180 days of learning

180 days of learning

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Learning to Grow, Growing to Learn

September 10, 2012


Last year the volleyball team at PHS had shirts that read “Growth is too slow a word”.  I liked the sense of urgency that the shirts brought to a team starting with a new coach.  However, sometimes in education I think we often take this response to our detriment.  Growth, sometimes, is both what we need to find and what we should truly be measuring.  This is not to say that how students perform on tests or what grades they get don’t matter, but rather what we all really should seek is that our students our growing each day.  That is in many ways the key to learning over a lifetime, daily growth.  Sometimes it will be measurable in leaps and bounds and at other times be measurable only in small drips from the wellspring of knowledge.  One way or another though, growth is what we should seek.

With that in mind, here is how I have seen our students at the School of Inquiry grow over our initial 3 and 1/2 weeks.  I have seen students, as freshman be able to greet visitors, introduce themselves, and shake their hand with a firm grip before describing to the person what their strengths are, how those strengths play out in their lives and interests, and what their goals for this year and future are.  I have watched students in mathematics classes work together to build a tower out of spaghetti, tape, string, and a marshmallow.  Seen those same students create plans for a wedding and then meet with a client to discuss those plans.  In Global Perspectives I have gotten to  watch students work together as they try to create a restaurant around a global impact issue.

The best growth though has come when I ask them about what they are learning.  With rare exception they look me in the eye and tell me what they are doing, and more importantly, why it is important or relevant.  They are solving problems and engaging in their lessons, not merely spouting facts they have memorized.  In a recent article in Education Week Tony Wagner, the first  Innovation Education Fellow at the Technology & Entrepreneurship Center at Harvard, wrote the following:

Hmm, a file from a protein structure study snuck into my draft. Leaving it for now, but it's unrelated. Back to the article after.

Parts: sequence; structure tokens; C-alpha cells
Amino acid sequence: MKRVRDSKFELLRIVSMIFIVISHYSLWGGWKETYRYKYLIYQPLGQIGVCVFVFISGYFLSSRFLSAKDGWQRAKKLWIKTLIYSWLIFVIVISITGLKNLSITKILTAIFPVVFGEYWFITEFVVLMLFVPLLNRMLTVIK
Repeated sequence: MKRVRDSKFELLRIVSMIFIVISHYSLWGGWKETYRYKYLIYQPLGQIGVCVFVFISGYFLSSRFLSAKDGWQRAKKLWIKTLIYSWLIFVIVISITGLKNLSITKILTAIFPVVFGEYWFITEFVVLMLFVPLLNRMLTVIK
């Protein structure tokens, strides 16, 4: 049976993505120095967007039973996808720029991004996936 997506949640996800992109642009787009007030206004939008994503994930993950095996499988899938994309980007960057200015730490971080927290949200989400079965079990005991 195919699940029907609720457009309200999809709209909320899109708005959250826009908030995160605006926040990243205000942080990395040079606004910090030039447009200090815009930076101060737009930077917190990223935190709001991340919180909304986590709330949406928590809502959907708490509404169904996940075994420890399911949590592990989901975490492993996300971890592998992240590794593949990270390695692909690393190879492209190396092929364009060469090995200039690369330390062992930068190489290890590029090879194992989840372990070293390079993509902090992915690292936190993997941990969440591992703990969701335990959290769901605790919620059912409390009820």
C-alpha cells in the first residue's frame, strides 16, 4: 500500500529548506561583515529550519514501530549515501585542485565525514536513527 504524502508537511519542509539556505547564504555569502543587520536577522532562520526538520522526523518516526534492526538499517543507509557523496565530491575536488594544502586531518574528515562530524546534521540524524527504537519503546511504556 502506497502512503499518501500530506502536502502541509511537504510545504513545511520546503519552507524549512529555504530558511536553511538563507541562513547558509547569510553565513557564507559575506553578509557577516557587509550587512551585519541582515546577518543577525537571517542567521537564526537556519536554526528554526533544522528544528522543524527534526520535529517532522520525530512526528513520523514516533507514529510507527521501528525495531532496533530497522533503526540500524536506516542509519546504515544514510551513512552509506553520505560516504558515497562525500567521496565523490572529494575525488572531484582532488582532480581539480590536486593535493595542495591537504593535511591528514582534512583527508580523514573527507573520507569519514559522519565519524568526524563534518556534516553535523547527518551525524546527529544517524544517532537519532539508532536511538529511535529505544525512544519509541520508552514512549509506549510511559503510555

“No one seems to question exactly what students should be achieving beyond better test scores. What matters today, however, is not how much our students know, but what they can do with what they know.”

Growth very well may be too slow a word, but if we can continue the growth I have seen over these first few weeks, then I think we can give Mr. Wagner the type of student he is looking for.

Ken Olson is the Director at the Plymouth School of Inquiry, a New Tech Network school operating within Plymouth High School, that focuses on utilizing project based learning to create adaptive learners who have the necessary skills to thrive in an ever changing global economy in which firm ground no longer exists. The staff’s belief is that the key skills are the ability to access and process information, to think creatively and critically, and to effectively communicate and leverage the ideas of students to an ever broadening personal network.   This year, the first in its existence, the school has 102 freshman students taking course in mathematics, leadership, 21st century communication, and global perspectives (humanities).  Each year the school hopes to add 100 additional freshman until reaching a full size of 400 students by the fall of 2015.


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